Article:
Caring For Your Skin During The Summer (And All Year Long)
This post will give you some simple tips on how to protect yourself from the danger of the sun's rays.
We've all been there before, out at the beach or pool, getting a tan and forgetting the sunscreen. This sunburn can be one of the most painful burns you'll get and last days afterward. Not to mention the risk of skin cancer later on down the line. We understand that there are still many questions; But what if you don’t know which sunscreen to choose? How do you know what a safe amount of sun exposure is? Does sunscreen really work? Read on to find out.
How does the sun damage skin? The sun gives off rays of light that can help and harm us. These are known as ultraviolet (UV) rays. There are three different types of UV rays: UVA, UVB, and UVC. UVA rays are the most common form of sun exposure. UVB rays make up less sun exposure but are more intense. UVC rays are the worst. Luckily, we are not at risk of UVC rays. The earth’s ozone layer blocks these rays. Even though you can’t see UV rays, they can go through your skin. The outer layer of skin is the epidermis. The inner layer is called the dermis. Your nerves and blood vessels are located in the dermis. Epidermis cells contain a pigment (or dye) called melanin. People with light skin have less melanin than dark-skinned people. This is why very fair-skinned people burn easier. Melanin protects our skin and also creates vitamin D. When your body defends itself against UV rays, your skin tans or darkens. Too much sun exposure allows UV rays to reach your inner skin layers. You know this as sunburn. This can cause skin cells to die, damage, or develop cancer.
What are the signs of sun damage?
Redness. Your skin will turn red due to an increase in blood flow. It can happen right away or over time. You might not know you are burnt until you go back inside.
Hot skin. You also can get goosebumps or chills.
Itchy or tight skin.
Peeling. This is your body’s way of shedding the dead cells.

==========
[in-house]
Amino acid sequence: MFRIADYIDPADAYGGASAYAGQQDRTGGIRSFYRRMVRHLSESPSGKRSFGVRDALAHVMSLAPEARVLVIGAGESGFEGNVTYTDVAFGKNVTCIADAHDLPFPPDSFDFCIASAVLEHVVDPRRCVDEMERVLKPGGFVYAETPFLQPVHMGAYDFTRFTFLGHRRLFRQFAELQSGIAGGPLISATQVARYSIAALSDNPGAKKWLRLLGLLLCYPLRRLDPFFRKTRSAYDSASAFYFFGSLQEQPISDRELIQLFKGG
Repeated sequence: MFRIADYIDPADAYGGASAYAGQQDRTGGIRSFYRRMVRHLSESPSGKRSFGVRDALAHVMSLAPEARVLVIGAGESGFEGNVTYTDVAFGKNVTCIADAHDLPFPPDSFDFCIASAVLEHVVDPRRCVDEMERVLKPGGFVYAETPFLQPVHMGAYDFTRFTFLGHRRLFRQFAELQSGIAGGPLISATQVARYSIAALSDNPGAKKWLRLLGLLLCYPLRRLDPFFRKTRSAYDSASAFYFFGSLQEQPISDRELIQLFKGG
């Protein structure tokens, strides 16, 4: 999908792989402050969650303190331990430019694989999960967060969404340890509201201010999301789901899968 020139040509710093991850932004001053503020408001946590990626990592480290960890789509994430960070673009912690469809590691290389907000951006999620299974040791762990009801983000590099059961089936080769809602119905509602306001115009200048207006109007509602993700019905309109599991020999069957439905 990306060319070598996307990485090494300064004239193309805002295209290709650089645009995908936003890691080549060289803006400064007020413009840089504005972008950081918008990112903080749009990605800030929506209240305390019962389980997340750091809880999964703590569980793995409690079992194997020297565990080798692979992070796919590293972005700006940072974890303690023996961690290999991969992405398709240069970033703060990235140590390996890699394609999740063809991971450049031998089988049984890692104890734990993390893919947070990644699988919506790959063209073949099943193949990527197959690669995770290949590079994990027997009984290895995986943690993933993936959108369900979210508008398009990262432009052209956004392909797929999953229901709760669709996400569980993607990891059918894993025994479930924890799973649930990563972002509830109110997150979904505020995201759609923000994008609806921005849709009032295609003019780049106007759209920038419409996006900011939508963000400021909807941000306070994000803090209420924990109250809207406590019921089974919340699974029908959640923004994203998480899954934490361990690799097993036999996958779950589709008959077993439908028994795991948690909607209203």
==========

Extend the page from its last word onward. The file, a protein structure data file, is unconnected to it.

Sunspots (Localized darker pigmented areas)
How do I protect my skin from sun damage?
Stay in the shade. Limit sun exposure, especially between 10 a.m. and 4 p.m., when sunlight is most intense.
Use sunscreen. Get sun protective factor (SPF) 15 or higher with both UVA and UVB protection. If you have very light skin, use SPF 30 or higher. Apply sunscreen 20-30 minutes before going outside. Reapply often, at least every 2 hours. Don’t skimp.
Protect your eyes. Choose sunglasses that protect the sides of your eyes and that are labeled to guard against both UVA and UVB.
Cover your skin. Protective clothing and a wide-brimmed hat can help reduce sun exposure.
Avoid indoor tanning. Tanning beds and sun lamps use special light bulbs that speed up tanning but also deliver harmful UV rays, increasing your risk for skin damage and cancer.
What is SPF sunscreen? SPF stands for sun protection factor. Simply put, an SPF rating tells you how long you can stay in the sun without getting burned while wearing that sunscreen, compared with how long you can stay in the sun before you burn without wearing that sunscreen. For example, if it typically takes you 15 minutes to burn without sunscreen and you apply an SPF 10, it will take 10 times longer (2.5 hours) to burn in the sun.
The reality is that most of us aren't applying enough sunscreen, and then most of us are not reapplying as often as we should. If you aren't using the right amount of product, you aren't getting as much protection as you might think—if you only apply half as much SPF 30 as you need, you're really only getting SPF 15 protection. To cover your body, use the amount of product you'd need to fill a shot glass, and for your face, make a peace sign and draw lines of product over two of your fingers.